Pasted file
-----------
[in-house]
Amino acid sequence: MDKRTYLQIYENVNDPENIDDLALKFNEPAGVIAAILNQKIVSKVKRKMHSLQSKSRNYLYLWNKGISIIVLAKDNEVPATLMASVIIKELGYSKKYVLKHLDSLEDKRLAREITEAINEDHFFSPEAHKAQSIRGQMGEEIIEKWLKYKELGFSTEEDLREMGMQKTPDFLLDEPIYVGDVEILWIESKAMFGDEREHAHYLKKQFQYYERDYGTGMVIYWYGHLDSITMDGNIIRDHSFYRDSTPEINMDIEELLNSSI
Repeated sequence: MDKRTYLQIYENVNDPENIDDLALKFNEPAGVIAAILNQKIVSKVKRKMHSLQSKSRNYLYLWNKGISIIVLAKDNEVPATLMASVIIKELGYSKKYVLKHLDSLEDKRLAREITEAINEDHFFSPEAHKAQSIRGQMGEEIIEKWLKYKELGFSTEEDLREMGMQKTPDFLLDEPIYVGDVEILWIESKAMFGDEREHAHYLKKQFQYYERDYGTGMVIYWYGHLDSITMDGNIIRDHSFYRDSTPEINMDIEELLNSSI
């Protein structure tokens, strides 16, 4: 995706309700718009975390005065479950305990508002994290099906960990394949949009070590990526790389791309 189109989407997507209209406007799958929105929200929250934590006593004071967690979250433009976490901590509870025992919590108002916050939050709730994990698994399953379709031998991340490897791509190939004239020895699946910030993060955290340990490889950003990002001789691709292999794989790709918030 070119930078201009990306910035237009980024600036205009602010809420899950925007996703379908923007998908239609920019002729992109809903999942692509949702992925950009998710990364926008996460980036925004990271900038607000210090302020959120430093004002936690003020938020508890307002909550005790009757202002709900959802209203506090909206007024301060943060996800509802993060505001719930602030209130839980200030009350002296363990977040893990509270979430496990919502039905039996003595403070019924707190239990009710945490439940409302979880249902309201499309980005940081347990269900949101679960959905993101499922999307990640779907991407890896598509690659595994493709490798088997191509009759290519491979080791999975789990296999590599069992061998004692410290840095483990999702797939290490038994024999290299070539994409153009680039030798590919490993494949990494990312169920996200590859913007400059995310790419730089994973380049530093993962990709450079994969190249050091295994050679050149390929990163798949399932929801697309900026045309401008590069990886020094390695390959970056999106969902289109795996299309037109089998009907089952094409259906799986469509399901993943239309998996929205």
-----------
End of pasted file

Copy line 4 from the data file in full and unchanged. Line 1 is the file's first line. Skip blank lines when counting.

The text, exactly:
């Protein structure tokens, strides 16, 4: 995706309700718009975390005065479950305990508002994290099906960990394949949009070590990526790389791309 189109989407997507209209406007799958929105929200929250934590006593004071967690979250433009976490901590509870025992919590108002916050939050709730994990698994399953379709031998991340490897791509190939004239020895699946910030993060955290340990490889950003990002001789691709292999794989790709918030 070119930078201009990306910035237009980024600036205009602010809420899950925007996703379908923007998908239609920019002729992109809903999942692509949702992925950009998710990364926008996460980036925004990271900038607000210090302020959120430093004002936690003020938020508890307002909550005790009757202002709900959802209203506090909206007024301060943060996800509802993060505001719930602030209130839980200030009350002296363990977040893990509270979430496990919502039905039996003595403070019924707190239990009710945490439940409302979880249902309201499309980005940081347990269900949101679960959905993101499922999307990640779907991407890896598509690659595994493709490798088997191509009759290519491979080791999975789990296999590599069992061998004692410290840095483990999702797939290490038994024999290299070539994409153009680039030798590919490993494949990494990312169920996200590859913007400059995310790419730089994973380049530093993962990709450079994969190249050091295994050679050149390929990163798949399932929801697309900026045309401008590069990886020094390695390959970056999106969902289109795996299309037109089998009907089952094409259906799986469509399901993943239309998996929205």